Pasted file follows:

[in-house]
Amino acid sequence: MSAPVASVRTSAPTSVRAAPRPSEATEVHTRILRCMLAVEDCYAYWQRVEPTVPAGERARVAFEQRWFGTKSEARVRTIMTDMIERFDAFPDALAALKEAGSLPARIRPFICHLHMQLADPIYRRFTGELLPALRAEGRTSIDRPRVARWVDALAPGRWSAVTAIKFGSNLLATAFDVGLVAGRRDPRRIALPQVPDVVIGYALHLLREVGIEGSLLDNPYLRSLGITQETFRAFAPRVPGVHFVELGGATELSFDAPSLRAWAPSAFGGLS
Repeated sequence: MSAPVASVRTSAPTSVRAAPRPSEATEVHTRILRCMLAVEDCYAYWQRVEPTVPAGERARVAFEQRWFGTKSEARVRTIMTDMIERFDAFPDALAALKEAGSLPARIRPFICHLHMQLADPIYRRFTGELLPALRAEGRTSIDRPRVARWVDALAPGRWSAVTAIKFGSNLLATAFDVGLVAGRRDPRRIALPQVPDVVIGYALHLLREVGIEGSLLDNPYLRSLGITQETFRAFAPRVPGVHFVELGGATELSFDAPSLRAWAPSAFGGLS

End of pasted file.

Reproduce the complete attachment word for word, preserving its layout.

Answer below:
[in-house]
Amino acid sequence: MSAPVASVRTSAPTSVRAAPRPSEATEVHTRILRCMLAVEDCYAYWQRVEPTVPAGERARVAFEQRWFGTKSEARVRTIMTDMIERFDAFPDALAALKEAGSLPARIRPFICHLHMQLADPIYRRFTGELLPALRAEGRTSIDRPRVARWVDALAPGRWSAVTAIKFGSNLLATAFDVGLVAGRRDPRRIALPQVPDVVIGYALHLLREVGIEGSLLDNPYLRSLGITQETFRAFAPRVPGVHFVELGGATELSFDAPSLRAWAPSAFGGLS
Repeated sequence: MSAPVASVRTSAPTSVRAAPRPSEATEVHTRILRCMLAVEDCYAYWQRVEPTVPAGERARVAFEQRWFGTKSEARVRTIMTDMIERFDAFPDALAALKEAGSLPARIRPFICHLHMQLADPIYRRFTGELLPALRAEGRTSIDRPRVARWVDALAPGRWSAVTAIKFGSNLLATAFDVGLVAGRRDPRRIALPQVPDVVIGYALHLLREVGIEGSLLDNPYLRSLGITQETFRAFAPRVPGVHFVELGGATELSFDAPSLRAWAPSAFGGLS